New York to Kansas City (2015)
Jess Morgan’s Travel Journal – part 2
Can someone just confirm for me that Zippo lighters cease being alight when the lid is flicked shut?
It’s obviously much too late to be asking that now. It was too late when I heaved my guitar case into the dark and ominous hulls of the four o’clock for Knoxville and climbing aboard and turning it over and over in my head – they do switch off when they’re closed, don’t they? If not then I’ve just put something of a molatov cocktail into a man’s jacket pocket and conveniently boarded a Greyhound bus bound for the state line…
I’ve just passed my half hour wait at the bus terminal outside of Asheville, North Carolina lighting cigarettes for a man with hooks for hands who wants to “chain smoke and talk to pretty girls”, because he’s riding all the way to Memphis. At first I wonder if this is a scam, involving lighter stowed down deep in his jeans pocket and a good deal of heavy breathing. But no, the Zippo is respectfully kept in the breast pocket of his jean jacket. Sure, he has blotchy green tattoos on his face – but there’s nothing unreasonable about him. I’ve had sleazier experiences in Newport Pagnell. I watch him from the corner of my eye as the Greyhound carries us through the last stretches of Carolina. He’s quite incredible really – talking on his mobile phone, eating a sandwich – heading out for a new posting as a truck driver in Tennessee.
I meet a lot of truck drivers during this bus travel heavy quarter of my trip. Just the other day I’m there chatting with Herman who’s heading for Charlotte and had come out of retirement because he misses the road. Herman’s CB radio name is Easy Lover. I make no comment, except a secret solemn vow that I’ll shoe-horn that into a song before I retire.
So let me go back a few days… I leave Norfolk, Virginia early on Friday morning. The Greyhound terminal is a small one and it’s a dark stagnant cave inside. The ticket teller is easily wasted but friendly enough. I look carefully for a place to sit because it’s clear that people have been sleeping here – maybe even all night. Sitting too close would be like walking into someone’s bedroom when they’re not ready to get up – noisily yanking back the curtains and shouting ‘wakey wakey rise and shine!!”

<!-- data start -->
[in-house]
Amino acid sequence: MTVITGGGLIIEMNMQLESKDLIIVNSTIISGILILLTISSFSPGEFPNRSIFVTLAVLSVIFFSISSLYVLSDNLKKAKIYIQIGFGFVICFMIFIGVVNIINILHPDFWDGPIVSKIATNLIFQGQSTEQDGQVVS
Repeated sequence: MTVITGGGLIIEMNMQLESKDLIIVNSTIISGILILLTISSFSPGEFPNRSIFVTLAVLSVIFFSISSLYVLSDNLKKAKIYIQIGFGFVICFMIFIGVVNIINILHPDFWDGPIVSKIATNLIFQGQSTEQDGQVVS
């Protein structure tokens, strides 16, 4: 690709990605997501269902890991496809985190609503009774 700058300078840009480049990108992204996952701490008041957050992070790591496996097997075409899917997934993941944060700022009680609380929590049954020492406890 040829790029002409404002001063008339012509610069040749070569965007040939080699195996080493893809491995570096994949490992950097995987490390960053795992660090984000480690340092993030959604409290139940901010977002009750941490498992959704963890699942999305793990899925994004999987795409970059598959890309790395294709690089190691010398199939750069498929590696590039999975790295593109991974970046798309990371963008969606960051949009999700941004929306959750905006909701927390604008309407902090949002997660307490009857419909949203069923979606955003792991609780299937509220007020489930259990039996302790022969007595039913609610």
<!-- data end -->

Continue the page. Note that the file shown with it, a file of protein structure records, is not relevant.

I catch the eye of a guy sitting across the way from me. He’s travelling with a lot of kit – the green duffels with black initials on them suggest the military. He’s looking at my guitar and asks me if I play. I tell him I do and ask the same question back. He says yeah, he’s a uniformed musician – French Horn. Jeff is twenty years old, just through basic training and heading for his first post as a French Horn player . He tells me he used to play guitar in a heavy rock band back home in New York. I asked him if he’d given it up to join the military. He said “nah… Our drummer started taking heroin.” Well, I think, at least it’s more original than ‘Jimmy quit, Jody got married.’
As I scroll through pictures I’ve taken of road signs, beaten up cars and misassembled restaurant-strip typography and I replay the discourses of these one off exchanges with complete strangers, I wonder whether the novelty of being surrounded by so much real life Americana is going to wear off. With no sign of the wonder dwindling, I drift into something of a lee. I’m staying in the Warehouse district of Durham in an apartment that used to be a part of a tobacco factory. I have a clear view over the street toward the campus of Duke University and what will be my route for a run the following morning. The weather is spring-like and I pass (and admittedly I am over taken by) a number of preppy looking joggers in their Duke gear on a wide sandy path that circles the grand campus under huge oak trees.